Pressure mounts on forests as recreation groups demand their piece of the woods
From the Aspen Times here.
Editor’s note: Today’s third installment of the five-part Aspen Times series, “Land of Opportunity,” focuses on how the U.S. Forest Service manages the White River National Forest which, in many ways, serves as the area’s economic driver. The fourth part, set for Monday, Dec. 19, takes a look at the state of ranching and logging in the Roaring Fork Valley.
When it comes to recreation in the White River National Forest, everybody wants a piece of the woods.
There were 144 outfitters and guides operating in the forest in 2010. They did everything from leading hunters into the backcountry by horseback to hauling bicyclists by van to Maroon Lake so they could coast down the paved road.
Skiers and snowboard riders use public lands at 11 ski areas forest-wide.
Hikers and backpackers have 2,500 miles of trails at their disposal and there are 751,900 acres of wilderness, where motorized and mechanized uses are prohibited.
Mountain bikers are always looking for new opportunities, occasionally building bandit trails then trying to legalize them later.
Dirt bikers and other off-road vehicle enthusiasts clamor for more terrain where they can operate machines capable of covering more than 100 miles on a good day of trail riding.
Snowmobilers, rock climbers, big peak baggers, paragliders, anglers, trail runners, backcountry skiers, picnickers, sightseers, nature lovers — everybody wants to spend time in the forest.
The result is about 9.2 million visits annually from people pursuing recreation in the White River National Forest — more than Grand Canyon and Yosemite national parks combined. Throw skiing out of the mix and you still get more than 2 million visits to the White River. Many of those visitors want to go to the same spectacular places at the same time of the summer.
“We’ve reached a point of saturation in some areas,” acknowledged Forest Supervisor Scott Fitzwilliams. “There are times you go to the Maroon Bells wilderness and you run into hundreds and hundreds of people.”
The age of industrial tourism
Valley native Tony Vagneur has witnessed the surge in tourism in the forests surrounding the Roaring Fork Valley over the last five decades. When he was a kid growing up in Woody Creek his family would run 1,200 cows and calves onto 30,000 acres in the Kobey Park area above Lenado. The cows had the place nearly to themselves — no off-road vehicles, no mountain bikes, only occasional hikers and hunters.
It was even possible to find solitude on visits to scenic backcountry lakes.
“I clearly remember in 1965 or ‘66, my great uncle Tom Stapleton and I went deer hunting at Maroon Lake,” Vagneur recalled. It was October and the fall colors were in full splendor. Nevertheless, they were the only people there, he said. They actually hunted right around the lake.
Visit Maroon Lake on a sunny October day these days and you will be sharing the views with hundreds of other sightseers. Maroon Lake has fallen victim to what the late Edward Abbey labeled industrial tourism. Like many national parks, the Maroon Bells Recreation Area is so popular that access is restricted during the heart of summer and bus service is required to move the masses.
Vagneur also hiked one recent summer to Capitol Lake, a place he had visited several times before and often found a fair degree of solitude. On the latest trip, he found 13 occupied campsites around the stunning, high-altitude lake.
“You might as well be camping out in Paepcke Park,” he said.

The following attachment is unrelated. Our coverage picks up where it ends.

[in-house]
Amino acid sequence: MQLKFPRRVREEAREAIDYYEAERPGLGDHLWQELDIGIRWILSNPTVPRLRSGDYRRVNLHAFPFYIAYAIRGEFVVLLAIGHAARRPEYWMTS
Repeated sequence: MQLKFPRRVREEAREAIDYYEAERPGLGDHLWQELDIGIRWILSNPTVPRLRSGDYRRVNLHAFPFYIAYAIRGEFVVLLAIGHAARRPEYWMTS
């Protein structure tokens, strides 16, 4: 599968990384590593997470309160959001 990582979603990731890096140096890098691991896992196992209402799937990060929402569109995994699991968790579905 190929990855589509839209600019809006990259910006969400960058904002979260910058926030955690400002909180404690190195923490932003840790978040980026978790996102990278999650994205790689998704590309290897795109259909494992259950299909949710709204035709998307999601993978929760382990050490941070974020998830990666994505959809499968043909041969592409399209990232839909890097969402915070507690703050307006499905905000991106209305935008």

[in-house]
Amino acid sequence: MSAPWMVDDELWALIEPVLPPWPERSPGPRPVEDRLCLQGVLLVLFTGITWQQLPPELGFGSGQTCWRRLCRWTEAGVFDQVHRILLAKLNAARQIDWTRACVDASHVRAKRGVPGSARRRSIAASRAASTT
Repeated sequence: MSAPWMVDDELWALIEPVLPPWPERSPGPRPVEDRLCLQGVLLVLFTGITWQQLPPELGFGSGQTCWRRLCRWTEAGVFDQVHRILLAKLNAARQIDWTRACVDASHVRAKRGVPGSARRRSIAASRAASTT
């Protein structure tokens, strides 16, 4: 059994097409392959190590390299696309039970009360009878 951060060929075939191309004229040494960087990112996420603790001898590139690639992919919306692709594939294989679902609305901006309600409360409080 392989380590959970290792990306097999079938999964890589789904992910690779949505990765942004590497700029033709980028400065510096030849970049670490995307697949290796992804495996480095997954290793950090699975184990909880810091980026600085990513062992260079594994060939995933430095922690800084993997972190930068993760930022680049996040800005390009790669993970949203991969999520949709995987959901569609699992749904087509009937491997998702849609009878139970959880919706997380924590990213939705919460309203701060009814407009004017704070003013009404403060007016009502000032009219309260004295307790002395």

The lake is a popular destination for climbers tackling Capitol Peak, which looms over the lake. As bagging 14ers — the peaks in Colorado that exceed 14,000 feet in elevation — has grown more popular, so has the pressure on the backcountry surrounding those peaks.
Martha Moran, recreation staff officer for the Aspen and Sopris Districts, has watched backcountry and wilderness use patterns evolve for more than a decade since she joined the office. Among her observations: Hunting in the Aspen area has declined significantly; forest visitors are taking shorter-duration trips; and people are willing to sacrifice solitude to visit the most scenic areas.
It seems that travelers stick around more for long weekends rather than week-long trips, Moran said, so they are determined to see hotspots like the Maroon Bells on their brief outing, regardless of crowds. That concentrates more visitors into fewer sites.
“People are attached to special areas,” Moran said. “They aren’t going to the deep, dark woods.”
When they do venture further into the backcountry, it tends to be concentrated on routes made popular by coverage in magazines like Backpacker, Outside and National Geographic Traveler, Moran noted. The Four Pass Loop — which makes an incredible 26-mile journey over Buckskin, Trail Rider, Frigid Air and West Maroon passes — offers unparalleled beauty, but it’s tough to avoid crowds in July and August.
To some degree, the cash-starved Forest Service is addicted to industrial tourism. While most areas in the forest can be visited without paying a fee, the agency still capitalizes on payments for recreational uses. It collected $372,840 in 2010 from fees charged to outfitters and guides, educational institutions and organizers of special events, such as a backcountry marathon.
In addition, the fees charged at Maroon Bells, Vail Pass Winter Recreation Area, Green Mountain Reservoir and the handful of campgrounds that it still operates totaled $607,611 last year.
The agency also reaps fees from the 11 ski areas with special-use permits. Aspen Skiing Co., for example, paid nearly $1.4 million last season to lease public lands for its four ski areas.
The greater the number of outfitters and guides, the greater the number of visitors to the Maroon Bells and the greater number of skier and snowboard riders, the more money the Forest Service collects.